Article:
Report: Brazil is deadliest country for environmental activists; 57 killed in 2017

British NGO's survey shows agribusiness is the most dangerous industry for environmental defenders

Belém |
British NGO Global Witness reports that 80 percent of deaths in Brazil were in the Amazon
British NGO Global Witness reports that 80 percent of deaths in Brazil were in the Amazon - Repórter Brasil

Brazil is the deadliest country in the world for leaders of indigenous, peasant, and traditional communities, with 57 reported killings in 2017. The Amazon is where most of the conflicts and killings of land and environmental defenders and activists were reported, summing up to 80 percent of deaths. This is what British NGO Global Witness shows in its third annual report on 22 countries.

The report At What Cost?, released last week, points out that agribusiness is the most dangerous industry for people who defend “their forests, rivers, and homes against destructive industries,” surpassing the mining industry for the first time ever.

The Philippines is the second deadliest country, with 48 killings, followed by Colombia, with 24 murders. Danicley Aguiar, an Amazon expert for Greenpeace Brazil, says that these surveys comparing countries show that land conflicts are a central issue in Brazil and the world.

“There is a fight for land. It’s an asymmetrical fight, because unfortunately the State, whether in Brazil or other countries, ultimately sides with the people who try to impose a hegemonic project over the territories,” he argues.

Culture of impunity

Global Witness points out that impunity is one of the factors that leads to increased violence and threats against activists and defenders. This is a struggle Claudelice Santos, 36, has put up to have the killers of her brother José Cláudio Ribeiro and sister-in-law Maria do Espírito Santo tried and convicted by a court of law. The couple was killed in 2011 in Nova Ipixuna, Pará, in the north of Brazil. Since then, violence has only escalated.

“José Cláudio and Maria’s case provoked a backlash in the country and abroad, as well as the cases of Sister Dorothy [Stang] and [environmentalist] Chico Mendes. On the other hand, other activists are killed every day all around [and their cases don’t make the news]. They [the crimes] are related to land, water, or forest conflicts, and don’t become statistics,” Santos says.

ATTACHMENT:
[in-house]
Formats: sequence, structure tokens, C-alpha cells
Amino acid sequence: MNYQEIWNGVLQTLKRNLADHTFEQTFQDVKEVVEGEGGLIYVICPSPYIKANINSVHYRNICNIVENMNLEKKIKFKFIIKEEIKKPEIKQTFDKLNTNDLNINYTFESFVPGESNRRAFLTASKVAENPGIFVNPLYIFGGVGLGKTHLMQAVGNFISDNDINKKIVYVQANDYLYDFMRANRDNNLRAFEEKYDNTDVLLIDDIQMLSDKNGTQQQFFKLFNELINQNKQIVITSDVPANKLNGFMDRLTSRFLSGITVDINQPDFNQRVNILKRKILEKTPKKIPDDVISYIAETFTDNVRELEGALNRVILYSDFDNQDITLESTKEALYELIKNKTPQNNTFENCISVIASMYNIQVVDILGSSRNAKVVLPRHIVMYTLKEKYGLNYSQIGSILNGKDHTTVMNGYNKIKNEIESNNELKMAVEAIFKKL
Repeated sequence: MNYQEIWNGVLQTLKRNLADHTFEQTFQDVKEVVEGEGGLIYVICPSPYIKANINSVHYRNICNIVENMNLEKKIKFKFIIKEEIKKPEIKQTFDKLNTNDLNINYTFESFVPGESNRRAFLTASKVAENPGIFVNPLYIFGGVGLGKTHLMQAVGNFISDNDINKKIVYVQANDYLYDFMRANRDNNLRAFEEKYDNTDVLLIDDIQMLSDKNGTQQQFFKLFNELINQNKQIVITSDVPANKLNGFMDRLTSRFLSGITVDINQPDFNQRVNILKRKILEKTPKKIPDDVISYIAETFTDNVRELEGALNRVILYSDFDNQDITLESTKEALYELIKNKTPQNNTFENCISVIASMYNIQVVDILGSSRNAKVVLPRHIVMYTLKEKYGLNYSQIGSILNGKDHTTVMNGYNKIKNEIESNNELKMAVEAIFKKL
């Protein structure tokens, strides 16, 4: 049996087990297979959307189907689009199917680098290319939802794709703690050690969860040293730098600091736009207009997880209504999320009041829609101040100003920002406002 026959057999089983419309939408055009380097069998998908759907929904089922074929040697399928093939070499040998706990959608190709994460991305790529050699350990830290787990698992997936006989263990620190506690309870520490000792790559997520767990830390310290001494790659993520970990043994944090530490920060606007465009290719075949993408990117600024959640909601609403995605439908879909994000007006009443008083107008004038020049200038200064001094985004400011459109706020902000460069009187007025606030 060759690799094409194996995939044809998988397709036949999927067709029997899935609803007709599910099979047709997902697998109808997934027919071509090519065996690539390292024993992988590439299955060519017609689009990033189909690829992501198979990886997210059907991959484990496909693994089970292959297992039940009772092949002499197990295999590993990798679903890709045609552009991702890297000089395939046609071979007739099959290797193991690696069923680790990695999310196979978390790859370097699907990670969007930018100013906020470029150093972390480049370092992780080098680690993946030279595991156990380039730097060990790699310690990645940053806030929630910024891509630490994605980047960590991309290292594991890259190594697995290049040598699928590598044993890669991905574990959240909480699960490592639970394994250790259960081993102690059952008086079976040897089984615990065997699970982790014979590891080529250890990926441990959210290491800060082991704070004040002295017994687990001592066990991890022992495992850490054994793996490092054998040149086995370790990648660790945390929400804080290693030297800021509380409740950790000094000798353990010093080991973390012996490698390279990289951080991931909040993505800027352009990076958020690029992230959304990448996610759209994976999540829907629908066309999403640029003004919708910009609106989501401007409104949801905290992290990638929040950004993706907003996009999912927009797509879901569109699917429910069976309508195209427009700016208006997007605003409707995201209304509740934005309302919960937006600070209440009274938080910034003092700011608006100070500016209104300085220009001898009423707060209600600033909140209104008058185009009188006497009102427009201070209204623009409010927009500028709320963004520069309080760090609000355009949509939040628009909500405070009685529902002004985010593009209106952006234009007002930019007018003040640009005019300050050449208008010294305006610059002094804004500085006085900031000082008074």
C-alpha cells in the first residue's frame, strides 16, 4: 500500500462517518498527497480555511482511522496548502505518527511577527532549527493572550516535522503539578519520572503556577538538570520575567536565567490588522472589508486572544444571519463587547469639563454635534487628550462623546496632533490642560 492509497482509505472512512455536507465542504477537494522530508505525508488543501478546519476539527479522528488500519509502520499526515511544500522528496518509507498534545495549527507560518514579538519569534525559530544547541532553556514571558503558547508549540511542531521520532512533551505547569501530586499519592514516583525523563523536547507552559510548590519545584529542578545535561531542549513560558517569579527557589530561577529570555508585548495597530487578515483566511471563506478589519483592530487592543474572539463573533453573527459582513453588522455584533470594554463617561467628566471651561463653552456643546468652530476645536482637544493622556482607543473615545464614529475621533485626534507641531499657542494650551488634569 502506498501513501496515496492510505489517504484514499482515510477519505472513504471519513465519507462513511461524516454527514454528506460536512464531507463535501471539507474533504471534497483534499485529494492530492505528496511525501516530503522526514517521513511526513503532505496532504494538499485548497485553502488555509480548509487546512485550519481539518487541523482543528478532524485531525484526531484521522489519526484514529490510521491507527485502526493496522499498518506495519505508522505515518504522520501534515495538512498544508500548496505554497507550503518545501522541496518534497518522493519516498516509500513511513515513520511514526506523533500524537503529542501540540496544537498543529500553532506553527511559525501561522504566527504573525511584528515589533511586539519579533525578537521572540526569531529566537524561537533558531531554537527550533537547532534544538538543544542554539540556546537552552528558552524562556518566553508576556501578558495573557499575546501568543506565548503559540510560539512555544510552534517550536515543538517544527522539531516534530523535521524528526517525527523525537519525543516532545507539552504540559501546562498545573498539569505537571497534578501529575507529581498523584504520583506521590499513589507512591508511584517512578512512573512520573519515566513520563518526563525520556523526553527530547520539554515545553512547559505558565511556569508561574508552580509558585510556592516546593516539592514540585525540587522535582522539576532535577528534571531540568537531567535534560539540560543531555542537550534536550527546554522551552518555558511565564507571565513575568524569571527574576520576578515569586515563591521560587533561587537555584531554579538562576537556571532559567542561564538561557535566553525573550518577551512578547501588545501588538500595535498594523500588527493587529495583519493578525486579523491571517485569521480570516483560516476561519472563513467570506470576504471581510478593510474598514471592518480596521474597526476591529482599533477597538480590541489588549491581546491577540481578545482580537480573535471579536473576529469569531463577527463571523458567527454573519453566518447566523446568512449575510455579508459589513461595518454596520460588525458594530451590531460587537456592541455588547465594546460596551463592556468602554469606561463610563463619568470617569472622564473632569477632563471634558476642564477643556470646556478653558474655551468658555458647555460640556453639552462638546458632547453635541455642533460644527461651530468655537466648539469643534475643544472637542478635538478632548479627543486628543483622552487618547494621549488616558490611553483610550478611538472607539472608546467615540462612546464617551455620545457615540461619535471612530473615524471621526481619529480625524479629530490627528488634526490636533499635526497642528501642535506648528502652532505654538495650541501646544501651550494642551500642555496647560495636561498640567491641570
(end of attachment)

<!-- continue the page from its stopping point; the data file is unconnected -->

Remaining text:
The Global Witness report also points out that the coupist Michel Temer administration has been contributing to the increased violence by actively weakening the laws and institutions designed to protect people. The Greenpeace Amazon specialist says that, if Brazil keeps partnering with agribusiness, “we tend to see even more leaders being killed.”

According to the report, the data on killings may be underestimated, especially in rural areas, where access to transport infrastructure is poor and limited, and areas are extremely vast.


The NGO offers a series of recommendations to the countries. To Brazil, it suggests tackling root causes, strengthening the budget allocation of the National Institute of Colonization and Agrarian Reform (INCRA) and the National Indian Foundation (FUNAI).

It also recommended prioritizing the implementation of the Protection Program for Human Rights Defenders and the “federalization of emblematic killings of human rights defenders, whose investigations are not progressing adequately at the local level.”

The Brazilian government released a statement arguing that the Global Witness report “presents mistaken, exaggerated, weak data and a dubious methodology.” Regarding agribusiness, the government argues that the “occasional crimes are localized, and accusations cannot be generalized to all Brazilian farmers, baselessly.”

Regarding public security, the statement reads that the government has been supporting states where there is a crisis in this industry, and that this year “the Protection Program for Human Rights Defenders had the highest budget allocation since it was created – around R$6.8 million [US$1.8 million].”

Edited by: Juca Guimarães | Translated by Aline Scátola